Video Games Franchises That Don't Need A Story But Attempt One Anyway
There are thousands of video games out there that make no pretense about having a story that the players should care about. Entire genres avoid story and plot, favoring natural emergent narrative and other such terminology over designer-driven experiences. That isn’t to say they are better or worse than their counterparts, but only to say that ludic and narrative elements aren’t always both present in video games.
That’s more or less to say that sometimes, a game is entirely about the game and not about the story behind it. The mechanics at play are what make the game what it is. But even then, developers often feel the need to add some kind of plot to their digital offspring. And so we arrive with a great many video game franchises that have a story, but don’t really need one.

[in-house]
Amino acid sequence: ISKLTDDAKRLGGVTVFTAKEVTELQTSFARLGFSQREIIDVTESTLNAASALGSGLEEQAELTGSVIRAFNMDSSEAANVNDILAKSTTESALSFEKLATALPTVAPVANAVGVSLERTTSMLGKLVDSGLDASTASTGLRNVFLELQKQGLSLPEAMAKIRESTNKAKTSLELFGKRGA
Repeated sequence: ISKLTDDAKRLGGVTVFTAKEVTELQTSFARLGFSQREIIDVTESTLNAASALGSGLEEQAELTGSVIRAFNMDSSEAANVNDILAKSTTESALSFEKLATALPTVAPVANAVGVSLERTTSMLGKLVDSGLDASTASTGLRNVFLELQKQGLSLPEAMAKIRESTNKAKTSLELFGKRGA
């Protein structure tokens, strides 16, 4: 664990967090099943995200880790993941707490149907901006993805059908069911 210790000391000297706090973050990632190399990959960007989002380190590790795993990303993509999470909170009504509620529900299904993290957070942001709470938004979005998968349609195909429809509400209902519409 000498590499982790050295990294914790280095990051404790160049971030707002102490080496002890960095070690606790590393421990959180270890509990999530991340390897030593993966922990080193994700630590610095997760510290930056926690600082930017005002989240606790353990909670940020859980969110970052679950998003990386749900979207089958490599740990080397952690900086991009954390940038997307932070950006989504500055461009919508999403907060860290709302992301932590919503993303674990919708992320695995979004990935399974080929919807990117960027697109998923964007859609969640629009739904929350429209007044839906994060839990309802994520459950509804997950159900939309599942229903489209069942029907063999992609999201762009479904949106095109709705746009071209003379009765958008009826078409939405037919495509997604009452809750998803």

At its core, Pokémon is a solid team-based battler. You build a team from scratch, with their own weaknesses and strengths, and pit them against other teams with rosters you’re unsure of prior to the battle. Given the ever-increasing number of potential team members, the combinations feel limitless.
However, Pokémon also tries to include a story about the most recent dastardly plot from the most recent vile organization that the player must help defeat. There’s also typically a rival that gets in the player’s way for the majority of the game, but sometimes turns over a new leaf, seeing the error of the ways due to the devotion of the player to their Pokémon. Wash, rinse and repeat. The franchises’ catchphrase, “Gotta catch ’em all,” encapsulates what the franchise is all about, not the barebones story.